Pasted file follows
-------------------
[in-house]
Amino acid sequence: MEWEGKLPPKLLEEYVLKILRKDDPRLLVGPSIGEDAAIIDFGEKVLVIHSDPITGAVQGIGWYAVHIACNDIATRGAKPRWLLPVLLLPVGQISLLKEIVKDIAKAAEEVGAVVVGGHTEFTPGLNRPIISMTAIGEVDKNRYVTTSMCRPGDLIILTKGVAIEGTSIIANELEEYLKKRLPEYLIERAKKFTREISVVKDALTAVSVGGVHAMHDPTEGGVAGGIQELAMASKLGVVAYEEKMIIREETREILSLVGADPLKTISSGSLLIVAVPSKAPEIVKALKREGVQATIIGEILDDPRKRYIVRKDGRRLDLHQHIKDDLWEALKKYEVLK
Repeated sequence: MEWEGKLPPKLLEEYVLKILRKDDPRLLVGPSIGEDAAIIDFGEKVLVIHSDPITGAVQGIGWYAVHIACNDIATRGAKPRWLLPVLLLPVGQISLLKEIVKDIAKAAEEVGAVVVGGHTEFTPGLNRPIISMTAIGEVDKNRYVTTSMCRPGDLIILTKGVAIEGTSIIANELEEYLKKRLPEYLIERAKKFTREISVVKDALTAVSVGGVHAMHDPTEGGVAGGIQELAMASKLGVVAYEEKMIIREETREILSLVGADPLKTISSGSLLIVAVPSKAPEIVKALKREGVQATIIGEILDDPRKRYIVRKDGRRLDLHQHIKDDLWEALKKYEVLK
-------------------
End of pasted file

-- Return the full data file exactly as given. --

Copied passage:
[in-house]
Amino acid sequence: MEWEGKLPPKLLEEYVLKILRKDDPRLLVGPSIGEDAAIIDFGEKVLVIHSDPITGAVQGIGWYAVHIACNDIATRGAKPRWLLPVLLLPVGQISLLKEIVKDIAKAAEEVGAVVVGGHTEFTPGLNRPIISMTAIGEVDKNRYVTTSMCRPGDLIILTKGVAIEGTSIIANELEEYLKKRLPEYLIERAKKFTREISVVKDALTAVSVGGVHAMHDPTEGGVAGGIQELAMASKLGVVAYEEKMIIREETREILSLVGADPLKTISSGSLLIVAVPSKAPEIVKALKREGVQATIIGEILDDPRKRYIVRKDGRRLDLHQHIKDDLWEALKKYEVLK
Repeated sequence: MEWEGKLPPKLLEEYVLKILRKDDPRLLVGPSIGEDAAIIDFGEKVLVIHSDPITGAVQGIGWYAVHIACNDIATRGAKPRWLLPVLLLPVGQISLLKEIVKDIAKAAEEVGAVVVGGHTEFTPGLNRPIISMTAIGEVDKNRYVTTSMCRPGDLIILTKGVAIEGTSIIANELEEYLKKRLPEYLIERAKKFTREISVVKDALTAVSVGGVHAMHDPTEGGVAGGIQELAMASKLGVVAYEEKMIIREETREILSLVGADPLKTISSGSLLIVAVPSKAPEIVKALKREGVQATIIGEILDDPRKRYIVRKDGRRLDLHQHIKDDLWEALKKYEVLK